Anti-tumour necrosis factor agent and liver injury: Literature review, recommendations for management

Roberta Elisa Rossi, Ioanna Parisi, Edward John Despott, Andrew Kenneth Burroughs, James O'Beirne, Dario Conte, Mark Ian Hamilton, Charles Daniel Murray

Research output: Contribution to journalArticlepeer-review


Abnormalities in liver function tests, including transient and self-limiting hypertransaminasemia, cholestatic disease and hepatitis, can develop during treatment with anti-tumour-necrosis-factor (TNF) therapy. The optimal management of liver injury related to anti-TNF therapy is still a matter of debate. Although some authors recommend discontinuing treatment in case of both a rise of alanine aminotransferase more than 5 times the upper limit of normal, or the occurrence of jaundice, there are no standard guidelines for the management of anti-TNF-related liver injury. Bibliographical searches were performed in PubMed, using the following key words: inflammatory bowel disease (IBD); TNF inhibitors; hypertransaminasemia; drug-related liver injury; infliximab. According to published data, elevation of transaminases in patients with IBD treated with anti-TNF is a common finding, but resolution appears to be the usual outcome. Anti-TNF agents seem to be safe with a low risk of causing severe drug-related liver injury. According to our centre experience, we found that hypertransaminasemia was a common, mainly self-limiting finding in our IBD cohort and was not correlated to infliximab treatment on both univariate and multivariate analyses. An algorithm for the management of liver impairment occurring during anti-TNF treatment is also proposed and this highlights the need of a multidisciplinary approach and suggests liver biopsy as a key-point in the management decision in case of severe rise of transaminases. However, hepatic injury is generally self-limiting and drug withdrawal seems to be an exception.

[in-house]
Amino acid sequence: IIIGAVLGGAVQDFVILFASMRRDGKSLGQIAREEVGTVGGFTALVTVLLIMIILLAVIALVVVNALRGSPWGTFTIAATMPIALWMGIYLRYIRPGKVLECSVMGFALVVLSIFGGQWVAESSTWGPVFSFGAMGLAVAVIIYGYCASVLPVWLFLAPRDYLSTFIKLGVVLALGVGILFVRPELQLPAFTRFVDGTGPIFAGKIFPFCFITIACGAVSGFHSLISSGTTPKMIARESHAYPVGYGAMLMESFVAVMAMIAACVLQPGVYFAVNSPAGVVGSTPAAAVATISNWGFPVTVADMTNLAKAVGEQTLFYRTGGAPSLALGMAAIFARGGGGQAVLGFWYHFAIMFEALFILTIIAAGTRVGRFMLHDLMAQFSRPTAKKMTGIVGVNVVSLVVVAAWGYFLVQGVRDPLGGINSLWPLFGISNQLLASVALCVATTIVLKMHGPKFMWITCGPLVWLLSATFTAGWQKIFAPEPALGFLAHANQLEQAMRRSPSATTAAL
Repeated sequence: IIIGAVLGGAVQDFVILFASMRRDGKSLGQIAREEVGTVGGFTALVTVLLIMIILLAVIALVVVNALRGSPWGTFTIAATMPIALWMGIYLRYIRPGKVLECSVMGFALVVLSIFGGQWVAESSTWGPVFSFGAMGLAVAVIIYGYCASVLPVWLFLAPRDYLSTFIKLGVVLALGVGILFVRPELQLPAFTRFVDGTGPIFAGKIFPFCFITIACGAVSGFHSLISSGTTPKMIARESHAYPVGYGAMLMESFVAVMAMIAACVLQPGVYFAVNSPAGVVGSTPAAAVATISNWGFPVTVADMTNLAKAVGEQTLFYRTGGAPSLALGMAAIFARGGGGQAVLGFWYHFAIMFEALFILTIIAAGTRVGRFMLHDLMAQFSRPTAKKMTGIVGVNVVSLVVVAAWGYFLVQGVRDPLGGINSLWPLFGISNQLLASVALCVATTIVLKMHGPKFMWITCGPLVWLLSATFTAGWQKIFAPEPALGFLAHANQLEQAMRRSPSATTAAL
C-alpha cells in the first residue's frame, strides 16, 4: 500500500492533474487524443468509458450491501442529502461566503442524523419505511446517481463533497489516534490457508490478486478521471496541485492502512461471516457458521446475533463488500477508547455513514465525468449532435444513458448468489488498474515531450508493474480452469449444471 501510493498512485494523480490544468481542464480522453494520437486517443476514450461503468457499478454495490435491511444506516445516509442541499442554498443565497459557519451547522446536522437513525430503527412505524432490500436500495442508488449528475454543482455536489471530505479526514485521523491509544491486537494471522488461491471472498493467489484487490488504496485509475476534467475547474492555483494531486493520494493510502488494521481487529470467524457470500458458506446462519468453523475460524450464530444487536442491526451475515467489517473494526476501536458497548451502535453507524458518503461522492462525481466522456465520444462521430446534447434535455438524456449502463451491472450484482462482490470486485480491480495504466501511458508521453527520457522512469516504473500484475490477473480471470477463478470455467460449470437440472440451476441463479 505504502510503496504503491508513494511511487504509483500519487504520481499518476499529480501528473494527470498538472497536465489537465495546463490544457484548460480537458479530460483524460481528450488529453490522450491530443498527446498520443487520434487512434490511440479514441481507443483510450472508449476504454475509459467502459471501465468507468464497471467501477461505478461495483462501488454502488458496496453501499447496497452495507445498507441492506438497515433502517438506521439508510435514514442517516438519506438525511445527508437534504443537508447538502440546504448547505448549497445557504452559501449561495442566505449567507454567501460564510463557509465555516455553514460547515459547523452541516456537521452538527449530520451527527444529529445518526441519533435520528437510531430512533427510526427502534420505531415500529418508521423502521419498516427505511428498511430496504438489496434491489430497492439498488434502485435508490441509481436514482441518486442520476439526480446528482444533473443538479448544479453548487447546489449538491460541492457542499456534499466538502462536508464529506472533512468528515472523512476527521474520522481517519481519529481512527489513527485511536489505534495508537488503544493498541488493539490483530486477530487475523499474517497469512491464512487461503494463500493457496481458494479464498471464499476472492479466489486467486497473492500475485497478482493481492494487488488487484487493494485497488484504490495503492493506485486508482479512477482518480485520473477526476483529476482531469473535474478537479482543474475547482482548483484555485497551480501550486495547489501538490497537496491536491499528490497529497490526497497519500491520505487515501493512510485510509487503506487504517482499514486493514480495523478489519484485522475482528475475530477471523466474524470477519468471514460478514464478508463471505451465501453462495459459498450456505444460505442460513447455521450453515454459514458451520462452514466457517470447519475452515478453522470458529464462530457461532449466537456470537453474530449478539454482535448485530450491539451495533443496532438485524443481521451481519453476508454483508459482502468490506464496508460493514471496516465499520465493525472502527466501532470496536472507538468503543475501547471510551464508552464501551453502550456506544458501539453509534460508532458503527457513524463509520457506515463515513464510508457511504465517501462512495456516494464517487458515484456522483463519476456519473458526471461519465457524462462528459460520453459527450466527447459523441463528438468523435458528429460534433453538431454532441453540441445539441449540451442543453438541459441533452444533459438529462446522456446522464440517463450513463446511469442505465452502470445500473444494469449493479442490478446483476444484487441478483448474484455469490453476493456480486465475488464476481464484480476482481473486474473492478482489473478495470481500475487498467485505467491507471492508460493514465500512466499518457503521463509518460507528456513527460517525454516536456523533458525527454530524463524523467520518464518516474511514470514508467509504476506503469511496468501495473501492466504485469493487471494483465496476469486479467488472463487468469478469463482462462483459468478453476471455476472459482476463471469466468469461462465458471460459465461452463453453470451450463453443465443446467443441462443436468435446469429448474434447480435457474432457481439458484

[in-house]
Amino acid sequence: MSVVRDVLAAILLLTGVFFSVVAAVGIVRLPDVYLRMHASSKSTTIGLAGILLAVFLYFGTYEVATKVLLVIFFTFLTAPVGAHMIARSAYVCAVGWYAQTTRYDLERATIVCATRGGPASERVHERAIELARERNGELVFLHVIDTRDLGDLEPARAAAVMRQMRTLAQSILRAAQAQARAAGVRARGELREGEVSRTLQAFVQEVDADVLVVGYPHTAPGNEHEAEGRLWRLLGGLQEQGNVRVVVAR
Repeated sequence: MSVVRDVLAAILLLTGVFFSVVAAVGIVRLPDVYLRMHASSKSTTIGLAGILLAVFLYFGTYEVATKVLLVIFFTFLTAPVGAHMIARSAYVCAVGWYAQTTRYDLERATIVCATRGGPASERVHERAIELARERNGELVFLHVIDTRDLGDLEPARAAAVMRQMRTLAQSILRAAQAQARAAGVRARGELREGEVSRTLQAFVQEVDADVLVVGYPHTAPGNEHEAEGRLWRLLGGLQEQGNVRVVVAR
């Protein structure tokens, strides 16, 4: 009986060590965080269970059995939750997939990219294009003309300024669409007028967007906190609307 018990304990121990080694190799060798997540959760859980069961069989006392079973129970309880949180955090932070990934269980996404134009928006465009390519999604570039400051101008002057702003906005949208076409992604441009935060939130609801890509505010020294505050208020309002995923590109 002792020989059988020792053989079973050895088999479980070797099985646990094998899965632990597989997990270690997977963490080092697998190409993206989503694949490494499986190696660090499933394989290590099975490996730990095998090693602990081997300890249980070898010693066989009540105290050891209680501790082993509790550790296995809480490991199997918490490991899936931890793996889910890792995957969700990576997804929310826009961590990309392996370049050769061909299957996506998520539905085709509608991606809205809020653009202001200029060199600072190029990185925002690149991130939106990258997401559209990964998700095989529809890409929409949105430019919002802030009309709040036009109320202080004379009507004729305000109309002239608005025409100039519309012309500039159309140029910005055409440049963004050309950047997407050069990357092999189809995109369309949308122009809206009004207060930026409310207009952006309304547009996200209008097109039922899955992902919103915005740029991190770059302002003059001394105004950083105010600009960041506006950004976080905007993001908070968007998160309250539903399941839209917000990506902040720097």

Original languageEnglish
Pages (from-to)17352-17359
Number of pages8
JournalWorld Journal of Gastroenterology
Issue number46
Publication statusPublished - Dec 14 2014


  • Drug-related liver injury
  • Hypertransaminasemia
  • Infiximab
  • Inflammatory bowel disease
  • Tumour necrosis factor inhibitors

ASJC Scopus subject areas

  • Gastroenterology

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